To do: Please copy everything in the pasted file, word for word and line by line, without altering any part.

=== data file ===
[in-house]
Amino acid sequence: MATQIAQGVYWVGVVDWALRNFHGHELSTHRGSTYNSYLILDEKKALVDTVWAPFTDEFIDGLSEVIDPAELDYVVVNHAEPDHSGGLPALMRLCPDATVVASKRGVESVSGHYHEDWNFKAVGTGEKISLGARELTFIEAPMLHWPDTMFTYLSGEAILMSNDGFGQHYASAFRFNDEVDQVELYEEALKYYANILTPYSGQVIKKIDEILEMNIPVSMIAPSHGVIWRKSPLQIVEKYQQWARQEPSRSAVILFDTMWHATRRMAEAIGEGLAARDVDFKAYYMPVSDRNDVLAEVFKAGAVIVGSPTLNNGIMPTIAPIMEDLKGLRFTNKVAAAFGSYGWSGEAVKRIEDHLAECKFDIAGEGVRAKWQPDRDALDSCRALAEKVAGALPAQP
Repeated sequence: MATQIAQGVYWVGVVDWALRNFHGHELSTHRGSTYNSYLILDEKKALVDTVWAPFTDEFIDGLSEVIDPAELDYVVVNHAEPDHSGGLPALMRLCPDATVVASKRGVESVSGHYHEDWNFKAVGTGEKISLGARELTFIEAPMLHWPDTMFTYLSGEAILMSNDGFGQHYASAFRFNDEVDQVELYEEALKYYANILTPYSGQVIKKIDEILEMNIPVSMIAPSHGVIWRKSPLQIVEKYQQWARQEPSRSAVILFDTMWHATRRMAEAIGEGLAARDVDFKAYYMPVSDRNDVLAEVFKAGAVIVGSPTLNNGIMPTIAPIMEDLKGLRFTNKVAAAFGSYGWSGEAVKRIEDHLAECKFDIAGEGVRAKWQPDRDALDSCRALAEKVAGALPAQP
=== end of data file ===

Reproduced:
[in-house]
Amino acid sequence: MATQIAQGVYWVGVVDWALRNFHGHELSTHRGSTYNSYLILDEKKALVDTVWAPFTDEFIDGLSEVIDPAELDYVVVNHAEPDHSGGLPALMRLCPDATVVASKRGVESVSGHYHEDWNFKAVGTGEKISLGARELTFIEAPMLHWPDTMFTYLSGEAILMSNDGFGQHYASAFRFNDEVDQVELYEEALKYYANILTPYSGQVIKKIDEILEMNIPVSMIAPSHGVIWRKSPLQIVEKYQQWARQEPSRSAVILFDTMWHATRRMAEAIGEGLAARDVDFKAYYMPVSDRNDVLAEVFKAGAVIVGSPTLNNGIMPTIAPIMEDLKGLRFTNKVAAAFGSYGWSGEAVKRIEDHLAECKFDIAGEGVRAKWQPDRDALDSCRALAEKVAGALPAQP
Repeated sequence: MATQIAQGVYWVGVVDWALRNFHGHELSTHRGSTYNSYLILDEKKALVDTVWAPFTDEFIDGLSEVIDPAELDYVVVNHAEPDHSGGLPALMRLCPDATVVASKRGVESVSGHYHEDWNFKAVGTGEKISLGARELTFIEAPMLHWPDTMFTYLSGEAILMSNDGFGQHYASAFRFNDEVDQVELYEEALKYYANILTPYSGQVIKKIDEILEMNIPVSMIAPSHGVIWRKSPLQIVEKYQQWARQEPSRSAVILFDTMWHATRRMAEAIGEGLAARDVDFKAYYMPVSDRNDVLAEVFKAGAVIVGSPTLNNGIMPTIAPIMEDLKGLRFTNKVAAAFGSYGWSGEAVKRIEDHLAECKFDIAGEGVRAKWQPDRDALDSCRALAEKVAGALPAQP